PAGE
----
Hand-cart curfew ordered in Baghdad

Measure taken on eve of Shia religious festival in Karbala amid continued violence.

    Sunni fighters once allied to al-Qaeda are said to be helping US forces root out the group [AFP]
    The latest ban is aimed at averting attacks on Shia pilgrims heading to Karbala - 110km south of Baghdad - to celebrate Tuesday's anniversary of the birth of Mohammed al-Mahdi, the 12th Imam of Shia Islam.

    Rahman Mshawi, a Karbala police spokesman, said around two million Shia pilgrims were expected to descend upon the city.

    Mshawi said police had set up extra checkpoints on the western side of Baghdad, which borders the mainly Sunni province of Anbar, where al-Qaeda fighters are prevalent.

    Deadly blast

    Earlier in the day, a car bomb exploded near Baghdad's most important Shia shrine, killing seven people and wounding dozens.

    The blast occurred around noon in the busy Oruba Square, a major commercial area in the Kadhimiya district.

    The explosion was about 500 metres from the twin-domed shrine of Imam Musa Kadhim, an 8th century Shia religious leader who is buried there.

    An official at the neighbourhood hospital said seven people were killed and 30 wounded, including two children.

    Sunni fighters

    In other news, a US commander said on Saturday that his forces were working to root out al-Qaeda fighters north of Baghdad.

    Colonel David Sutherland said fighters from the Brigades of the 1920 Revolution, an armed Sunni Arab group, acted as scouts and informants for US and Iraqi forces during a recent operation to secure an area around Baquba, capital of Diyala province.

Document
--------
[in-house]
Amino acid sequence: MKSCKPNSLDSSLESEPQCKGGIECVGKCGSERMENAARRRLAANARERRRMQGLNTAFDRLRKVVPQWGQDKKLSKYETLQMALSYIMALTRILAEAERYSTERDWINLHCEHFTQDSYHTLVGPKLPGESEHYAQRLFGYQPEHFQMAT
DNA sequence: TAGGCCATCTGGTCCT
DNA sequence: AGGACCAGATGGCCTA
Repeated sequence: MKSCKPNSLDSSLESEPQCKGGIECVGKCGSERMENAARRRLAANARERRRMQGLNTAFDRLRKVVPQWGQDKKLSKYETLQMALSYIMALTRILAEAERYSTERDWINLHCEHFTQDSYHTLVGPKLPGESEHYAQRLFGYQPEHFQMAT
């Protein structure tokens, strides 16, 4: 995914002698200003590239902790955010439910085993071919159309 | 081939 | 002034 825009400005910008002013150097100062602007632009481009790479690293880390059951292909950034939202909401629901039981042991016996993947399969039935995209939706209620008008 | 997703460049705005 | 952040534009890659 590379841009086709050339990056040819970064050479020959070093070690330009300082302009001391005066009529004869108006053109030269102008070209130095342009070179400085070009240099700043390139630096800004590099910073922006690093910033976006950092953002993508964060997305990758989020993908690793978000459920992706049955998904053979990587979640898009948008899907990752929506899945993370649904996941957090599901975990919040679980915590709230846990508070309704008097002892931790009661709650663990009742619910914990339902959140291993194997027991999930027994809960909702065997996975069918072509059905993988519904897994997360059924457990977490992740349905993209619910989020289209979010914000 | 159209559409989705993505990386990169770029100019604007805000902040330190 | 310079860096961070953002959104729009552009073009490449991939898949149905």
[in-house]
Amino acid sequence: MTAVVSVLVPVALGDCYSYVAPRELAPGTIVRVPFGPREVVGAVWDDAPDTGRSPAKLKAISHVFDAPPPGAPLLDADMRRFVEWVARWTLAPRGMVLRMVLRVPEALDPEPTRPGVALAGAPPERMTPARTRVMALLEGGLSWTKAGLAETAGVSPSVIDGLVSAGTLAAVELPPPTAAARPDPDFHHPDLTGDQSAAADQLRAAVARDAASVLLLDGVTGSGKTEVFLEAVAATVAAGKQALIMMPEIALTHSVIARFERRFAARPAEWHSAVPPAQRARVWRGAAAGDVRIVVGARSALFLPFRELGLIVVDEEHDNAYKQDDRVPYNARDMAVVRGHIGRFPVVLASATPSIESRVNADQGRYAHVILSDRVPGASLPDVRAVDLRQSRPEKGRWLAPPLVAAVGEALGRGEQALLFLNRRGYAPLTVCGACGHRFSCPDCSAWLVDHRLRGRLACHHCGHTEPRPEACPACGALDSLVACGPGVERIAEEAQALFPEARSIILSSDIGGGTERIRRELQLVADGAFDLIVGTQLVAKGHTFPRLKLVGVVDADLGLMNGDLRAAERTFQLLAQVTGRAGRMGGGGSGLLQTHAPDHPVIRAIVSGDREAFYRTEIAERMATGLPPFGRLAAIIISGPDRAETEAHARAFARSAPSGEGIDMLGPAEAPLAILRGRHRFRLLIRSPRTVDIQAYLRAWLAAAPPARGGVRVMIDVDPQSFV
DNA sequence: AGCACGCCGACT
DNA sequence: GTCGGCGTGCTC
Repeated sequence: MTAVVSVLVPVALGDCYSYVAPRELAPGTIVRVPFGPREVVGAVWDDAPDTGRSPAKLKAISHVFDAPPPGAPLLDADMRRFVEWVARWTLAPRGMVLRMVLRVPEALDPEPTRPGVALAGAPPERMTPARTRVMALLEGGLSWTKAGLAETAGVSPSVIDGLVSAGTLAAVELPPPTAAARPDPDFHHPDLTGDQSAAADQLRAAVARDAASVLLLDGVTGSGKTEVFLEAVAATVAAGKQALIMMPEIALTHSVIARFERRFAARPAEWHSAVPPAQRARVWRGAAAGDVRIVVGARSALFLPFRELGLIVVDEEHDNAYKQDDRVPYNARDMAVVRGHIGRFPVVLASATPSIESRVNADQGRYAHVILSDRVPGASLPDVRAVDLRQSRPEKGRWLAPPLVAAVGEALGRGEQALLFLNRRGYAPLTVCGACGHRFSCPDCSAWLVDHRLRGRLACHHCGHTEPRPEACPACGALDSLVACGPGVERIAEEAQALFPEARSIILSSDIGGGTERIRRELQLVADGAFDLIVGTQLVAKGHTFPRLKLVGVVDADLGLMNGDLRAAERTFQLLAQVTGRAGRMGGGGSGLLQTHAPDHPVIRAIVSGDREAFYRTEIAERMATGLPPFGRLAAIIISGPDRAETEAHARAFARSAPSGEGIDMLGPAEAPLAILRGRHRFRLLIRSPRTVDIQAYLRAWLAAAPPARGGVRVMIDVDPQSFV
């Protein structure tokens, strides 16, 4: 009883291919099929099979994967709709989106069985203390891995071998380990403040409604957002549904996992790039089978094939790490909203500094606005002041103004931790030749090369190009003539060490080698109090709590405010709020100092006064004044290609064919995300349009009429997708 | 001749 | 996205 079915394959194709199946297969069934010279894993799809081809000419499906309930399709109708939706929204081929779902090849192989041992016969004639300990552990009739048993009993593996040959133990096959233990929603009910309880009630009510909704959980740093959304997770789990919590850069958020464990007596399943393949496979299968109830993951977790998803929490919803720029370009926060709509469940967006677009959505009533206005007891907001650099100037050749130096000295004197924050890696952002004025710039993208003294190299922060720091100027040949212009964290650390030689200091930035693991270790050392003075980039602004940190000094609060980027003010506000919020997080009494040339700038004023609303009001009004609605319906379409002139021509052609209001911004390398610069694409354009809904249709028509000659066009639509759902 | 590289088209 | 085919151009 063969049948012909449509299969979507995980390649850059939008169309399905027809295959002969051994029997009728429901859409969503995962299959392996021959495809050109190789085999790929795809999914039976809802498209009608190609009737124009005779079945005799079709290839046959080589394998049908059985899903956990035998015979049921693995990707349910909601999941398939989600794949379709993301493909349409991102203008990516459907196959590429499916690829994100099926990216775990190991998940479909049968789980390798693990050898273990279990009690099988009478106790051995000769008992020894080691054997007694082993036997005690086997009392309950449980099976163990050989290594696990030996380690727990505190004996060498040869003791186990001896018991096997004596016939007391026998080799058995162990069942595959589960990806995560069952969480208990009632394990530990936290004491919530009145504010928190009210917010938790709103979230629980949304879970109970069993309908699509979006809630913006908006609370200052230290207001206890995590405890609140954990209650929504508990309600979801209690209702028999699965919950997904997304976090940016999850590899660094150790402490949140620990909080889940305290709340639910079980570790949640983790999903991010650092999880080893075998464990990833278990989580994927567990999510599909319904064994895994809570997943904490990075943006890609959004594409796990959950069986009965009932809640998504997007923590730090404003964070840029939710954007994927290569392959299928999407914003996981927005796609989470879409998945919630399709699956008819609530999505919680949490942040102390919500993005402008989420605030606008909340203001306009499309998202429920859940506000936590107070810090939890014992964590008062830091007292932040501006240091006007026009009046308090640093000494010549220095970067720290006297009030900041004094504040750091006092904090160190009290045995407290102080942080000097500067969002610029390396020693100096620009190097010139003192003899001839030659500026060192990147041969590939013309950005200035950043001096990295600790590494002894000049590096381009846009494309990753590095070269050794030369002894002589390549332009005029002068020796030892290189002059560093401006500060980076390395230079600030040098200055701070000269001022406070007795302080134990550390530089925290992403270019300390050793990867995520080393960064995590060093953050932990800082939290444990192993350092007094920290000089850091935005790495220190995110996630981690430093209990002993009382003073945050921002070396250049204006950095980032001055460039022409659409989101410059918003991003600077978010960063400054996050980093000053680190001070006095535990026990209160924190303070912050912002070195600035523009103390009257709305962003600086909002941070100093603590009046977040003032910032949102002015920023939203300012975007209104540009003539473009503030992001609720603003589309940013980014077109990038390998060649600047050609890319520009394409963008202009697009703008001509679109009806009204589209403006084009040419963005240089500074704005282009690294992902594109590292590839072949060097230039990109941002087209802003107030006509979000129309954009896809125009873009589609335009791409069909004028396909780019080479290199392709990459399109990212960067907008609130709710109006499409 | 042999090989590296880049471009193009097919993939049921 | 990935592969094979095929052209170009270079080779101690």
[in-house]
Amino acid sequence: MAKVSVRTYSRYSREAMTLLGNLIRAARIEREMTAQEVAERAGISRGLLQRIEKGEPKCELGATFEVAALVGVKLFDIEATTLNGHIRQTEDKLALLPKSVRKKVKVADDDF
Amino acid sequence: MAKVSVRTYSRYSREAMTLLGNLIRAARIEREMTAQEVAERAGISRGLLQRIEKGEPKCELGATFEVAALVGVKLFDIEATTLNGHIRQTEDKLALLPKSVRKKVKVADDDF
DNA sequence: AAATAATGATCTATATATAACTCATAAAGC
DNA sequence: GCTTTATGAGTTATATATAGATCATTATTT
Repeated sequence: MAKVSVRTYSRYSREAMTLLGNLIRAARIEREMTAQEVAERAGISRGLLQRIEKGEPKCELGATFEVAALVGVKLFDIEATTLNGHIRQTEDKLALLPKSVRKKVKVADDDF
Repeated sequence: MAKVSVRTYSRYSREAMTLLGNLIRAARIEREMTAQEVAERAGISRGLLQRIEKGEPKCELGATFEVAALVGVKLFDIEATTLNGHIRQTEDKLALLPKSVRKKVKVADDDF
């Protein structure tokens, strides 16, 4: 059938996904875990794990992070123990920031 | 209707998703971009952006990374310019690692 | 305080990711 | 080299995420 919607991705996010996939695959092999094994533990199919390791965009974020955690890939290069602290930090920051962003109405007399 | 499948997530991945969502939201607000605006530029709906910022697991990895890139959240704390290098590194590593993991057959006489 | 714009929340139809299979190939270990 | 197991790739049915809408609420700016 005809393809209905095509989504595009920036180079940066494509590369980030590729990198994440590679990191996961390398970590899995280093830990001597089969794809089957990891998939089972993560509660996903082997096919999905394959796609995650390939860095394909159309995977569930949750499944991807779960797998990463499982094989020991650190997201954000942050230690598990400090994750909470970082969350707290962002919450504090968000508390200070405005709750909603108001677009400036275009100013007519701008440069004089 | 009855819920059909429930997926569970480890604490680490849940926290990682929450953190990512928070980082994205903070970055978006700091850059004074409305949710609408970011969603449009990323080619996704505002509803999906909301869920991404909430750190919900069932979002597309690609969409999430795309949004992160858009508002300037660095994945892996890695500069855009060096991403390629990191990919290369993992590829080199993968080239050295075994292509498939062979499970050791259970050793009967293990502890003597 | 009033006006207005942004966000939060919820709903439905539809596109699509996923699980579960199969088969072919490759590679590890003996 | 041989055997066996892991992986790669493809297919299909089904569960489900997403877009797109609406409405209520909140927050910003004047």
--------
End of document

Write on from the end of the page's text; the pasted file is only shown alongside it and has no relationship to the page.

"We call them concerned local nationals. These are people, patriots that have come forward and joined the security process"

    Colonel David Sutherland, US military commander

    "We call them concerned local nationals. These are people, patriots that have come forward and joined the security process," he said via video link from Diyala.

    "They are working with my soldiers, they are working with Iraqi security forces to assist us with information with being the eyes and ears."

    The 1920 Brigades, who took their name from the date of an Iraqi uprising against British rule, were founded to fight US forces in the wake of the March 2003 invasion, which overthrew Saddam Hussein, the Iraqi president.

    The group's fighters are mainly Sunni Arabs and include many former members of Saddam's army, and have claimed responsibility for bomb attacks on US troops, but said it was not involved in attacks on Iraqi civilians.

    In recent months there have been several reports from Baghdad and from Anbar that the 1920 Brigades are now increasingly working alongside their former enemy to defeat al-Qaeda's Iraqi network.

    Brigades' denial

    However, Al Jazeera reported on Saturday that the 1920 Brigades had, in a statement, denied that it was taking part in battles against al-Qaeda in Iraq on the side of US and Iraqi forces in Diyala.

    The group said it had no branch in the province.

    The statement further said that a faction by the same name had seceded and formed a new group under the "Hamas of Iraq" label to demonstrate its stand vis-a-vis the ongoing developments in Diyala, Al Jazeera reported.

    SOURCE: Al Jazeera and agencies


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